RICE & MICE: Black and blue….kidneys?

Braydon Coburn missed last Monday night’s game with a bruised kidney and was back in action just a couple days later on Wednesday. Even so, bruised kidneys aren’t to be taken lightly.

The kidneys are vital to the body because they are responsible for filtering toxins out of the blood and by ridding the body of these toxins and excess fluid and salts by producing urine. Blood flows into them via a renal artery, is filtered by vessels in the kidney and leaves “clean” via a renal vein. The urine that is produced by the filtering leaves the kidney through a ureter and which carries urine into the bladder. The kidneys also help to regulate the blood pressure and secrete the hormone, Erythropoietin (EPO), which tells the bone marrow to produce more red blood cells. EPO may sound familiar because it has been used for blood doping.

The kidneys sit behind the abdomen and are protected by muscle and part of the rib cage. The right kidney is smaller and sits slightly lower than the left kidney, which is larger. They are at a level a couple of inches higher than the belly button. Bruises of the kidney are usually due to trauma, often during a fall, a car accident, or due to contact in sports. Kidneys can also be bruised when treating kidney stones.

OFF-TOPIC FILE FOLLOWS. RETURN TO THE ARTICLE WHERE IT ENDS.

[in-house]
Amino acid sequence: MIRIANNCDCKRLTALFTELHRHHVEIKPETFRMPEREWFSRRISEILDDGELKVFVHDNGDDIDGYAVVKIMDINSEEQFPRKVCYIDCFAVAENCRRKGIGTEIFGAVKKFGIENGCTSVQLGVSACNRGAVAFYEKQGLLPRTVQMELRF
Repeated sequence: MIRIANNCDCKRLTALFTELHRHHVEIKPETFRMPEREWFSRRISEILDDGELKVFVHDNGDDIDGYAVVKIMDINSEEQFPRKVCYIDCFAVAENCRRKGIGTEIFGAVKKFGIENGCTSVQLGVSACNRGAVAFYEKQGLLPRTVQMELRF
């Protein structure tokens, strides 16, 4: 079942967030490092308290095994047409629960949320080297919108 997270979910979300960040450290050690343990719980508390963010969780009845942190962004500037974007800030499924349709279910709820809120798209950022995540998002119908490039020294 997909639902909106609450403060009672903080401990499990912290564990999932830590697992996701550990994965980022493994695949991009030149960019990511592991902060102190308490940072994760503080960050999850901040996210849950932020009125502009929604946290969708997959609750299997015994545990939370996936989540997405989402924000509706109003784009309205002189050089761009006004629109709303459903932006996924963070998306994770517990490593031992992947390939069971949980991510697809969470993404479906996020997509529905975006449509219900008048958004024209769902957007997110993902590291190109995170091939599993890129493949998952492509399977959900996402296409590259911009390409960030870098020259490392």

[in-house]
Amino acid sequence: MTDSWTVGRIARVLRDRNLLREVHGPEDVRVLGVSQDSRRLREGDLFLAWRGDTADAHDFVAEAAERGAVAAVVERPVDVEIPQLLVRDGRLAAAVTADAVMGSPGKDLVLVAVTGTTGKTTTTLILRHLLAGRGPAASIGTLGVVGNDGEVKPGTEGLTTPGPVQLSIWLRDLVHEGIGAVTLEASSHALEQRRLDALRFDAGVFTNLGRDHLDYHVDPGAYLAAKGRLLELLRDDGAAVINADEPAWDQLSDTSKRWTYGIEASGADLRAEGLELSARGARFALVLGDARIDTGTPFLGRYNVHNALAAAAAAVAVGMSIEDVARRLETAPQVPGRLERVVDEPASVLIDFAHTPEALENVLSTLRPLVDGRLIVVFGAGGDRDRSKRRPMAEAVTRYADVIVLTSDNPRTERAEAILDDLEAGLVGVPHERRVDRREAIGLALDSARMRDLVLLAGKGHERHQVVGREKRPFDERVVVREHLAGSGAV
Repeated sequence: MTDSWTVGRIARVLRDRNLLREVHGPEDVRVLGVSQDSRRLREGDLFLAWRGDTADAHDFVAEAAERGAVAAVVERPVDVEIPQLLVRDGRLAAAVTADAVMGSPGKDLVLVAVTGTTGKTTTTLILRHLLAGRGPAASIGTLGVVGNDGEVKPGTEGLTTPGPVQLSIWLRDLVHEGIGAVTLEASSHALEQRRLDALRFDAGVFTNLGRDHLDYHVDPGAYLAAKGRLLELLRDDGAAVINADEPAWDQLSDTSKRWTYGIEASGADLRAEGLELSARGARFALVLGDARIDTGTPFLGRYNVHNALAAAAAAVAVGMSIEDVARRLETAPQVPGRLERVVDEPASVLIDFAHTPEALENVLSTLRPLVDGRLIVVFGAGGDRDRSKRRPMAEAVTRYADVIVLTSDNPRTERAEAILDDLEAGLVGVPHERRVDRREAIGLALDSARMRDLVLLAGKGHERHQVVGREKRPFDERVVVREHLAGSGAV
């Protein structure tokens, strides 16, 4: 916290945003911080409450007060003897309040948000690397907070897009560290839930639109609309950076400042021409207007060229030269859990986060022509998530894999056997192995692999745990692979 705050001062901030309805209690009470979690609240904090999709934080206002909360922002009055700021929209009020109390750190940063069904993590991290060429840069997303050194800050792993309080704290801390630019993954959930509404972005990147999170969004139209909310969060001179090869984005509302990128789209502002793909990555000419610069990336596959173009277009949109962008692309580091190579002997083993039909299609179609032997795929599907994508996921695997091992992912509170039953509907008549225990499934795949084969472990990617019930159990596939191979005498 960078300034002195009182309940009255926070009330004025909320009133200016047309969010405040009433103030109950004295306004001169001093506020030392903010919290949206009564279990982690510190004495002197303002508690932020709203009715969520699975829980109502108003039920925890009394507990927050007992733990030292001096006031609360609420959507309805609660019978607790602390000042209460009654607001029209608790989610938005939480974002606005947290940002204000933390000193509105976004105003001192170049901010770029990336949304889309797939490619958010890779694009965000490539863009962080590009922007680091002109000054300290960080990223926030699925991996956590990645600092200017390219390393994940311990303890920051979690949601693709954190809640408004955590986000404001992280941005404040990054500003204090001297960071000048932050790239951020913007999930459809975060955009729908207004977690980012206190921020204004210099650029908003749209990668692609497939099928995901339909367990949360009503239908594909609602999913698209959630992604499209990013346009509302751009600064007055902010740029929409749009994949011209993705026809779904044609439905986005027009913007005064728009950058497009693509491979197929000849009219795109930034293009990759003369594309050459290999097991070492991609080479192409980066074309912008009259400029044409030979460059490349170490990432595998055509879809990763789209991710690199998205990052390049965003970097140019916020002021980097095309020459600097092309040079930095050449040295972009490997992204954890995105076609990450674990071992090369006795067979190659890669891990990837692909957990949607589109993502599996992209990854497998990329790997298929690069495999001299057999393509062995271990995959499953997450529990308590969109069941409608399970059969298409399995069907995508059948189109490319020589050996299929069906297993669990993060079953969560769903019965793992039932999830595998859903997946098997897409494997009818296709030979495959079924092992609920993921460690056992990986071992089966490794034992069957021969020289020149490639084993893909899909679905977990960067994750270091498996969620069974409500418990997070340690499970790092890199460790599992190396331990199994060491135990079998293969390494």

A bruised kidney can cause pain and often blood in the urine. Since a pretty good hit is required to produce impact on the kidney, bruising of the skin on the back, abdomen or flank is common. The blood in the urine is not always visible and is sometimes only detected through a urine test or by use of a microscope.

The treatment for it is typically rest, because the kidneys usually heal on their own as well as adequate fluid intake. If the bruise is severe or there is a large amount of blood in the urine, sometimes hospitalization is required because it needs to be closely observed at least till when the bleeding is controlled.  Internal bleeding is also a possibility with these injuries.  In severe instances, surgery is requires to control bleeding and remove the damaged kidney.

Coburn most likely had mild bruising of his kidney and a few days of rest were all that was needed for him to recover. He was back in action on Wednesday night and showed no ill effect of the bruised kidney, since he logged over 24 minutes of time on ice, tops among the defensemen that were suited up for the Flyers.